General Colin Powell is one of our most decorated soldiers and a most respected American. He is also a student and has learned a thing or two along the way, some of which were learned at the cost of the blood and the suffering of many.
The Powell Doctrine presents a series of questions, all of which must be answered affirmatively before U.S. combat troops are deployed. These questions are:
- Is a vital national security interest threatened?
- Do we have a clear attainable objective?
- Have the risks and costs been fully and frankly analyzed?
- Have all other non-violent policy means been fully exhausted?
- Is there a plausible exit strategy to avoid endless entanglement?
- Have the consequences of our action been fully considered?
- Is the action supported by the American people?
- Do we have genuine broad international support?
Note that Powell has amended these questions to include the use of every tool and resource available to achieve decisive military victory, minimum U.S. casualties and the rapid ending the conflict, should military force be employed. The Powell Doctrine is broadly supported by our military because it makes sense.
These questions are straightforward and clearly many of them would have been answered in the negative prior to the invasion of Iraq in 2003, had the Powell Doctrine been considered. That escapade, though, is over. Now we are faced with a different dilemma in Iraq.
There is sense to the statement, “You broke it, you bought it,” and we surely did break Iraq. There is sense to the claim that an Islamic caliphate stretching across the entire Middle East may become a clear and present danger to the security of the United States. And there is sense in having concern for the safety of ordinary people in the region, this because of the brutal and barbarian tactics of the ISIS fanatics.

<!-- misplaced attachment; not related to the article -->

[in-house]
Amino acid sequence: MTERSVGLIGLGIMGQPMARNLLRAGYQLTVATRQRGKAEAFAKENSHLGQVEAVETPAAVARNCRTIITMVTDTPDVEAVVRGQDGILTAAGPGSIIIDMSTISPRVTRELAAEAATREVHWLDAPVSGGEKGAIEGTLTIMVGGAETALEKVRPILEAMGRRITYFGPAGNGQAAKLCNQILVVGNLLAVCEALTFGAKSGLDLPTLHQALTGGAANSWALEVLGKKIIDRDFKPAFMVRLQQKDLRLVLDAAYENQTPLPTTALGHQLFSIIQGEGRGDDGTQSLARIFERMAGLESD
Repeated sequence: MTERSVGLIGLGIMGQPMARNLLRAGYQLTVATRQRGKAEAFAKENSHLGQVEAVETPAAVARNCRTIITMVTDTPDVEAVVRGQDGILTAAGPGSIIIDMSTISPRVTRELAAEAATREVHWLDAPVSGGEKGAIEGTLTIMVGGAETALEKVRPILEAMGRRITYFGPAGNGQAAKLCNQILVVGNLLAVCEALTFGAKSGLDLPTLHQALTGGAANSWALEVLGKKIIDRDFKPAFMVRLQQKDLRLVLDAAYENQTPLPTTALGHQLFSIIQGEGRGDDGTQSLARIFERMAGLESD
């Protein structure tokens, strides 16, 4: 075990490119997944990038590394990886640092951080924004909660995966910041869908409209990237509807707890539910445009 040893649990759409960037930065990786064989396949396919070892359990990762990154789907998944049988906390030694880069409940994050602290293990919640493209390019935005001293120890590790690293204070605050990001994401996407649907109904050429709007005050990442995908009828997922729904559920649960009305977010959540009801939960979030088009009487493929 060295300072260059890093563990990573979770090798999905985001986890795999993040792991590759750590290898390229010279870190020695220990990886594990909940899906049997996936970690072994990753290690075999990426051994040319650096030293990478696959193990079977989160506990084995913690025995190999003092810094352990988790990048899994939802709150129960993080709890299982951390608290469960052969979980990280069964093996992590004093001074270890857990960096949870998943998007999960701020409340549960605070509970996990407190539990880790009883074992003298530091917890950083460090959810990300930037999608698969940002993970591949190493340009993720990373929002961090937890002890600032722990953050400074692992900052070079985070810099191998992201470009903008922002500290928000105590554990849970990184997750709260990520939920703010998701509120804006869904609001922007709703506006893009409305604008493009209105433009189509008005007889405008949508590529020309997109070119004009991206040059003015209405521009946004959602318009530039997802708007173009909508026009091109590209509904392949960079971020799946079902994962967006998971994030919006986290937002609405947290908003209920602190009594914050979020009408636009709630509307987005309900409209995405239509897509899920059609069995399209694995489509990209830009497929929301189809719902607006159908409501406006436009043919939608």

All of that is true, but:
1. It is not yet clear that a vital U.S. national security interest is threatened.
2. We do not have a clear attainable objective.
5. There is no plausible exit strategy to avoid endless entanglement.
7. The action is not supported by the American people.
8. We do not have genuine broad international support.
If we cannot meet these five (and maybe more) of the eight criteria, all of which must be met in order to decide to go to war, then why in the world would we re-engage militarily in Iraq?
We have now sent 300 advisers to Iraq. What if they aren’t enough to accomplish whatever it is the advisers are supposed to do? Regardless of the number we send, doing more of what doesn’t work won’t make it work. We should have learned that lesson after incrementally increasing troops deployed to Viet Nam to over half a million. Doing more of what didn’t work served to produce thousands more dead troops and hundreds of thousands more dead Vietnamese. And perhaps it produced one other thing.
How come we seem to be in nearly perpetual war? We would love to believe it is to maintain national security and for truth, justice and the American way (cue George Reeves in his Superman suit, arms akimbo, standing in front of a waving American flag). Instead, let’s try reality: Follow the money.
Ed. note: There is much in America that needs fixing and we are on a path to continually fail to make things better. It is my goal to make a difference – perhaps to be a catalyst for things to get better. That is the reason for these posts. To accomplish the goal requires reaching many thousands of people and a robust dialogue. Please help by offering your comments, as well as by passing this along and encouraging others to do the same. Thanks. JA
Copyright 2019 by Jack Altschuler
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